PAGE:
International Delegate Report: ARLIS UK &Ireland Annual Conference 2019, Glasgow
Stefanie Hilles, University of Miami
This summer, I had the pleasure of both presenting at and attending ARLIS/UK & Ireland’s 50th Anniversary Conference in Glasgow on July 15th-17th as an International Delegate. Although active in ARLIS/NA, this was my first ARLIS/UK & Ireland conference and my first opportunity to meet, network, and learn from my art librarian collogues overseas. I left Scotland energized by the inspiring speakers and eager to implement new techniques at Miami University, my home institution in the United States.
Much of the conference programming centered around decolonizing the art library and diversity, including the powerful keynote given by Dr. David Dibosa, Re-worlding our knowledge. His address discussed the many ways that colonialist power structures are built into knowledge systems and how university libraries can work to re-balance these inequalities. It is evident by the number of presentations at the conference dedicated to decolonization and diversity that art librarians are addressing these issues in concrete ways, however, we have more work to do. Dr. Dibosa’s keynote was both assurance we are on the right track and a call to action.
In addition to the emphasis on decolonization, my other takeaways from the conference centered around instruction. My research into the information seeking strategies of studio artist students had revealed a marked preference for serendipitous browsing and I was wondering how I could promote the art library as a place of discovery. How does one teach the skill of browsing and, moreover, how does one foster the idea within students that the library is a place for browsing? These questions were addressed by Viv Eades and Adam Ramejkis, from University of the Arts London, in their excellent workshop Creative Library Research: experiencing theory, held at the Glasgow School of Art Library. During the workshop, participants became students; we browsed for art books based on a theme, swapped them with another participant, and then discussed how our new book related to our original theme. This exercise was exactly what I was looking for, a way of creatively engaging art students’ browsing with library resources. The new activity was met with enthusiasm by my art faculty and I will be implementing it in the classroom for an introductory art studio class this year. To assess the results, I am going to use a method described by Laura Williams, from the University of Huddersfield, where she has students draw their perceptions about libraries both before and after the instruction session to measure change. I’m excited to implement these ideas and believe they will engage studio art students with the library in more creative and authentic ways.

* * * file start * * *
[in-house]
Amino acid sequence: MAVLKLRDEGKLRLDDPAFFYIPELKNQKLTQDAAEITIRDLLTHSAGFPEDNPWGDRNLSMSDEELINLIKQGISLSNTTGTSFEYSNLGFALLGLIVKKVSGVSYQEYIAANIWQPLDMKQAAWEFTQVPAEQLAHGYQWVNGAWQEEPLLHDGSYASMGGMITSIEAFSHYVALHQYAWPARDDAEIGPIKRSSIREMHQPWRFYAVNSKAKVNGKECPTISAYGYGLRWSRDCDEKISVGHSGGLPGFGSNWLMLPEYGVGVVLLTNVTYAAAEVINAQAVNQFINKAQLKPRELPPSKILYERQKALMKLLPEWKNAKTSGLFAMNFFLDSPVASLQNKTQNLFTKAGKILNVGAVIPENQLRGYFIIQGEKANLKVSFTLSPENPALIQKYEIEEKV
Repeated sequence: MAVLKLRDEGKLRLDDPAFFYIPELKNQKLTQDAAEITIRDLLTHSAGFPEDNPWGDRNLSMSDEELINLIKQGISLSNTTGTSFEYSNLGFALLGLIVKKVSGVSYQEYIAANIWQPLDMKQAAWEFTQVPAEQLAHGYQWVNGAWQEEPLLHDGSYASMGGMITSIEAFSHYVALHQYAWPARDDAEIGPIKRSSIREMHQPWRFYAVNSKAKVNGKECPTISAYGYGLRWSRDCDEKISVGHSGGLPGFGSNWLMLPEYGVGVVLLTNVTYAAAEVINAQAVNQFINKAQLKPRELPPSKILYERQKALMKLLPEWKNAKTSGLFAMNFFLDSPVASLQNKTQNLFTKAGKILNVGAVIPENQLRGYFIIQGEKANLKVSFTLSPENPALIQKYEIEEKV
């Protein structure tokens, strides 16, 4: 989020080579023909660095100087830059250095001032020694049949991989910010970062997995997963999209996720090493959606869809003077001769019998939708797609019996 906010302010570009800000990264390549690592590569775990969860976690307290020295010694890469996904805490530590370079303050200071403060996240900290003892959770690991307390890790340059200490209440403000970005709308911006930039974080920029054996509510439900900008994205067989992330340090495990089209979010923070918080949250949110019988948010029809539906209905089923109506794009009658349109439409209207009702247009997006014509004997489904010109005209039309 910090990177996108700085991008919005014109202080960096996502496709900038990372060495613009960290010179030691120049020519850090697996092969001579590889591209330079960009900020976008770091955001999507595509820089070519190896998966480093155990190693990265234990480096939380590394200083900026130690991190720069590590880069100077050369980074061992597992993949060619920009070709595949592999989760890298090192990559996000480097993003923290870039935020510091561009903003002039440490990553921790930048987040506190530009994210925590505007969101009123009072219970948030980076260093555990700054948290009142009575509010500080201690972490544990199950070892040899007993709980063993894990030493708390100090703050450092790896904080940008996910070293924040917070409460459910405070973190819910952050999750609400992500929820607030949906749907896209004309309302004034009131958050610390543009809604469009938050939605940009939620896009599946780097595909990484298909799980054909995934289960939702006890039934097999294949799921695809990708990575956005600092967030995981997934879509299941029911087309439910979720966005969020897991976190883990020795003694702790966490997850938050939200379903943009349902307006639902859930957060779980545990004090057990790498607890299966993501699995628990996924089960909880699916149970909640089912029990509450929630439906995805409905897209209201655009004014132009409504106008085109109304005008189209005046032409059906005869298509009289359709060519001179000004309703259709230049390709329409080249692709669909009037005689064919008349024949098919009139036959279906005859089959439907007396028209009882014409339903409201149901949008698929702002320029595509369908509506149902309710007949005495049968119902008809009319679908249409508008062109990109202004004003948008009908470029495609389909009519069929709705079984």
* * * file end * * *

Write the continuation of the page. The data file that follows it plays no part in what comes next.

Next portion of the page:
I would like to thank ARLIS/UK & Ireland for the International Delegate Award. I enjoyed meeting and learning from all of you.
Arts and Humanities Librarian
Wertz Art and Architecture Library